Pat Stacey’s Weekend TV Preview: Dead Girl Dies Only To Find Out Who Killed Her In The Rising

The idea of ​​a dead person investigating their own murder has been used several times, including in the 1960s cult series Randall and Hopkirk (Deceased), the 1980s box office hit Ghost, the novel by Alice Siebold (and later the film by Peter Jackson) The Lovely Bones and the Belgian anthology series Hotel Beau Sejour, which counts Stephen King among its fans.

This evening

New eight-part supernatural drama The rise (Sky Max, 9pm) is actually a British remake of this series. Young motocross fan Neve Kelly (Clara Rugaard) wakes up in a lake the morning after a party and heads home, only to find that she is invisible to everyone but the family dog. She begins to realize that she is dead – and then her body is discovered in the woods.

Even if, like me, your basketball know-how doesn’t extend further than watching the Harlem Globetrotters cartoon on TV in the early 1970’s, they call me magic (Apple TV+), a four-part documentary about Earvin “Magic” Johnson, should still be captivating.

Johnson, whose talent on the pitch and charisma off it made him the sport’s biggest star in the 1980s, contracted HIV in 1991 and used his fame to change perceptions of the virus.

Another week, another YA streaming series – this time a UK one based on a webcomic. heart stopper (Netflix) tells the story of two 15-year-old boys who fall in love. Without wanting to sound like a grumpy old man (retirement is a long way off), could Netflix’s declining fortunes be attributed to its obsession with pleasing teenage audiences, rather than those of us who play the ever-rising subscription?

What can I tell you The The: The Comeback Special Live at the Royal Albert Hall (Sky Arts, 9 p.m.) that the title doesn’t? It’s from 2018.

There’s a busy lineup The Late Late Show (RTÉ1, 9:35 p.m.): Annie Mac, Alison Spittle, ventriloquist Nina Conti, podcasters Timmy Long and James Leonard aka The Two Norries, and music by Maisie Peters performing at Croke Park for E*S**** ** opened , and the cast of Conor McPherson’s Bob Dylan musical Northland girl.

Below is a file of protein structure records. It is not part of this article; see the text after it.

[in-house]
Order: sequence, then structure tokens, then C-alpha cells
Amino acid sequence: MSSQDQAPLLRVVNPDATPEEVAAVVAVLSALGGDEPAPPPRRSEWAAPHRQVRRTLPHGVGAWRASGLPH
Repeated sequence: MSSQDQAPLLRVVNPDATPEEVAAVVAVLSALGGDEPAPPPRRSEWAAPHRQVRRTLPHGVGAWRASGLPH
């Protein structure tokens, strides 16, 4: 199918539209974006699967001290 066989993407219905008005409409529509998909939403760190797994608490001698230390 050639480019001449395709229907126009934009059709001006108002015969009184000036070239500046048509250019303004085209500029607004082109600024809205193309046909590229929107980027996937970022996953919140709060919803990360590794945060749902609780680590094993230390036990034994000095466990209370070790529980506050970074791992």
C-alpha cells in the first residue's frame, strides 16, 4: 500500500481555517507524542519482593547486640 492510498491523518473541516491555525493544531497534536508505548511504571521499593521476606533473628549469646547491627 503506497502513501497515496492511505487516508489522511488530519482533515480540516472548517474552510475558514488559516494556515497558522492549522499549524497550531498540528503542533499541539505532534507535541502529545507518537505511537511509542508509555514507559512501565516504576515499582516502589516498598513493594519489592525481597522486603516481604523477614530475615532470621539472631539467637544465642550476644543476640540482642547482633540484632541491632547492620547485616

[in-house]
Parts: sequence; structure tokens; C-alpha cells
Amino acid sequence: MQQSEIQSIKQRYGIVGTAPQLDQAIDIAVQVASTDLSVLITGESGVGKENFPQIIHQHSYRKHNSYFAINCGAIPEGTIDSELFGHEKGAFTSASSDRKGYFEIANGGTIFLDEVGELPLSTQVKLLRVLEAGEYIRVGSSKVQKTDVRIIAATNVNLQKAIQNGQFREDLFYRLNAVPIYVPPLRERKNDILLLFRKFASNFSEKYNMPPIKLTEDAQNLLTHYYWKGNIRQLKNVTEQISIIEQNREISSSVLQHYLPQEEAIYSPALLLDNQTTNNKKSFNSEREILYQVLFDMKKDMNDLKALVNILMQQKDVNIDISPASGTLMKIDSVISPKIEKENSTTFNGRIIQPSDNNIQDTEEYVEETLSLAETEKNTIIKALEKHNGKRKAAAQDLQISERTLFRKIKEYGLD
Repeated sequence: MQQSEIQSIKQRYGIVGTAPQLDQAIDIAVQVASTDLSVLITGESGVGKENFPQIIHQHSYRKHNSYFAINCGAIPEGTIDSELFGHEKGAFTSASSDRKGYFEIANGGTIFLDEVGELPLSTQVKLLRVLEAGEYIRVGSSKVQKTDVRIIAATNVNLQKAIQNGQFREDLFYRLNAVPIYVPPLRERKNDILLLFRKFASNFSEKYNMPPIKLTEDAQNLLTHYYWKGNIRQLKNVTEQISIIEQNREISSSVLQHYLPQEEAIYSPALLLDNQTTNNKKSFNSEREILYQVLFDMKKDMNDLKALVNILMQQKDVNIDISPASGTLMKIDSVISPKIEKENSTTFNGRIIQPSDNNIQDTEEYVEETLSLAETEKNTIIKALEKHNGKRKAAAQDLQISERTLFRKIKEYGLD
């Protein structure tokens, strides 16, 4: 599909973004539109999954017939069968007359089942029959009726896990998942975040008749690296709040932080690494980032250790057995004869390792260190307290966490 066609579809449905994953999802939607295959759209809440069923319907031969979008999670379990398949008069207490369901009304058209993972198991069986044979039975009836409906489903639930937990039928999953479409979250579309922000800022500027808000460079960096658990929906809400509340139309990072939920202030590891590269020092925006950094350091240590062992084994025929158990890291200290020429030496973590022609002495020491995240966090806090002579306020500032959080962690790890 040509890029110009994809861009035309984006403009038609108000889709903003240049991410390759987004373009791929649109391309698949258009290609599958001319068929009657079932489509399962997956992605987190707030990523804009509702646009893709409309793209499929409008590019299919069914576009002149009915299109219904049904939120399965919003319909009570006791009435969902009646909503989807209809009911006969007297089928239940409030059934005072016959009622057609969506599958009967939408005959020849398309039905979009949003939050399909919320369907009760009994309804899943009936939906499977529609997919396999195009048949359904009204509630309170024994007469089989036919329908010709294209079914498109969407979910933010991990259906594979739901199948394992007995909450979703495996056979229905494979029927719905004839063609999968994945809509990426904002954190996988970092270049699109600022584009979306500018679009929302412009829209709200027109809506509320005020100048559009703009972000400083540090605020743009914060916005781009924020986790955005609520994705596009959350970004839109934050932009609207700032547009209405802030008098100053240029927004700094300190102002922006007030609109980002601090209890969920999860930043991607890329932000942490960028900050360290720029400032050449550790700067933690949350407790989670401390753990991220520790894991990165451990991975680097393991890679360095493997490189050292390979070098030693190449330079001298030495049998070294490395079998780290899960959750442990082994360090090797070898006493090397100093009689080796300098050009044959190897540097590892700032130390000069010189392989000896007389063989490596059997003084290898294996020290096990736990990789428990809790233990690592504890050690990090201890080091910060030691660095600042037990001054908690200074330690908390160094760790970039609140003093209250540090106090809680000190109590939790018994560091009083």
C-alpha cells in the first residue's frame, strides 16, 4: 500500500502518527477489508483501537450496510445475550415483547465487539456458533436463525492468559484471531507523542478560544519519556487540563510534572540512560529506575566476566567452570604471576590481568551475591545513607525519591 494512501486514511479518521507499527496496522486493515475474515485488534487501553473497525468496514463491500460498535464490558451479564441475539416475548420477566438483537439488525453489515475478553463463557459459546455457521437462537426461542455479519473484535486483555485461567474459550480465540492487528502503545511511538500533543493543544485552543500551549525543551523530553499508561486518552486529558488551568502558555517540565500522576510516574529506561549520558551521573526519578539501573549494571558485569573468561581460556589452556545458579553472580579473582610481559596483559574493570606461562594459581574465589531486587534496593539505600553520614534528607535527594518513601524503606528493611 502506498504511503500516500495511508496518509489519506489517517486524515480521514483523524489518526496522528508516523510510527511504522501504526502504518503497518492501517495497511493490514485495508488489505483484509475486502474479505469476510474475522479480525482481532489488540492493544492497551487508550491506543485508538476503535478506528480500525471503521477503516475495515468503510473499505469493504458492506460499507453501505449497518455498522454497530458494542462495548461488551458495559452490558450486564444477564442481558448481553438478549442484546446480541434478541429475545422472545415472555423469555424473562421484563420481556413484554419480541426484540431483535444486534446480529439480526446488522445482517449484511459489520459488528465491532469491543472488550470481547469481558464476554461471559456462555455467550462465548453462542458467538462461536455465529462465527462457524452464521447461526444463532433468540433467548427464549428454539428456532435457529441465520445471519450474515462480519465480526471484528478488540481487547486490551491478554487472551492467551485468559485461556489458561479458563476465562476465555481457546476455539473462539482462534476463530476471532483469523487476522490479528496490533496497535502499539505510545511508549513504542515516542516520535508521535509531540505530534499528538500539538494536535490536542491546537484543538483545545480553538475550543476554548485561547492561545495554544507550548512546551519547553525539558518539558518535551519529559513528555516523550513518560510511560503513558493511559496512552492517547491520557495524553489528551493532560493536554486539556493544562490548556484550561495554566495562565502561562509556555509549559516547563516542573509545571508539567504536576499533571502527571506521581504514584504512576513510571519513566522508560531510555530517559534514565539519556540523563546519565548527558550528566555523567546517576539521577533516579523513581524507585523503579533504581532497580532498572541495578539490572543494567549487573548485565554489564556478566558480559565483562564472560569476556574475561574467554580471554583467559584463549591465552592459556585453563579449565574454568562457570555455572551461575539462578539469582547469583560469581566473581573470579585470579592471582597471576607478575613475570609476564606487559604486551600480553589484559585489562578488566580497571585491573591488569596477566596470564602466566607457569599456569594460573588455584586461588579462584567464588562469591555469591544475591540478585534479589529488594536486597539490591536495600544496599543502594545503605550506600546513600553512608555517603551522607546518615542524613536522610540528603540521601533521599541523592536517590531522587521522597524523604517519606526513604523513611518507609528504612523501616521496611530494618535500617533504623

Notwithstanding the excellent panel jungle, Quiz shows have never been something Irish television is particularly good at.

It says something that was the most popular of them where in the world?, which, amazingly, ran for nine years despite the fact that contestants were sadistically made difficult to win the grand prize.

home advantage (RTÉ1, 8:20 p.m.) didn’t exactly raise the bar but is still back for a second run. The format and presenter (Jennifer Zamparelli) remain the same, but the top prize has doubled to €10,000, which is now probably worth around the same as €5,000 last year. The expression “television on the radio” is mostly pejorative. However, not in the case of RTÉ RnaG @ 50 (RTÉ1, 10:35 p.m.), a loving review of half a century of Raidió na Gaeltachta.

video of the day

Originally broadcast only in the west of Ireland, it was broadcast nationally decades ago and has long been accompanied on the air by a number of local Irish language stations.

There’s more nostalgia in there Top of the Pops: The 1996 Story (BBC2, 8pm), the year BSE and hostage situations hit the headlines, Take That said goodbye – sadly it didn’t last long – and the Spice Girls stormed onto the stage.


Cardi’s (Sian Reese-Williams) case in Hidden is closed

It’s the final installment in the dark Welsh thriller Hidden (BBC4, 9pm) and Cardi (Sian Reese-Williams) race against time to prevent tragedy.

Will she also leave gloomy Snowdonia to take on this enticing new job?


OUR planet in transition (BBC1, 7pm) is the kind of project only the BBC (again threatened by the Tories) would undertake: a seven-year project with a team of facilitators charting the effects of climate change on diverse habitats around the world. In this first program, Chris Packham goes inside a glacier in Iceland to see how quickly ice water melts, while Steve Backshall accompanies a marine biologist collecting data on the breeding patterns of sea creatures in the Maldives.

Some things never change. Sunday night on UK terrestrial channels is once again a ratings battle between fashionable dramas – mr jack (BBC1, 9pm), with his fleasack-like fourth wall-breaking – and ho-hum crime drama: Gracefulness (UTV/ITV, 8 p.m.).

In the latter, John Simm, the popular TV actor for Everyman roles, plays Brighton detective Roy Grace, who suspects a teacher’s deadly drug overdose could be a murder.

In the second part of Combat School of Idris Elba (BBC2, 9pm) The actor recognizes he has a lot of work ahead of him to motivate some of his boxers, young people who society has given little reason to hope for much out of life. A fine, heartwarming series.

Falklands: Island of Secrets (UTV/ITV, 10:15 p.m.) is a documentary that, for a change, is not about the 1982 war. Marcel Theroux (brother of Louis) investigates the 1980 disappearance of a young soldier, the death of a potential witness to his fate, and disturbing allegations of historic child abuse.

normal people (BBC3, from 10pm) is freely available on RTÉ Player, but this is the first time it has aired on a linear channel since it originally aired in 2020 – meaning you won’t have to watch through any adverts.

First four episodes tonight, four more on consecutive Sundays. Pat Stacey’s Weekend TV Preview: Dead Girl Dies Only To Find Out Who Killed Her In The Rising

Fry Electronics Team

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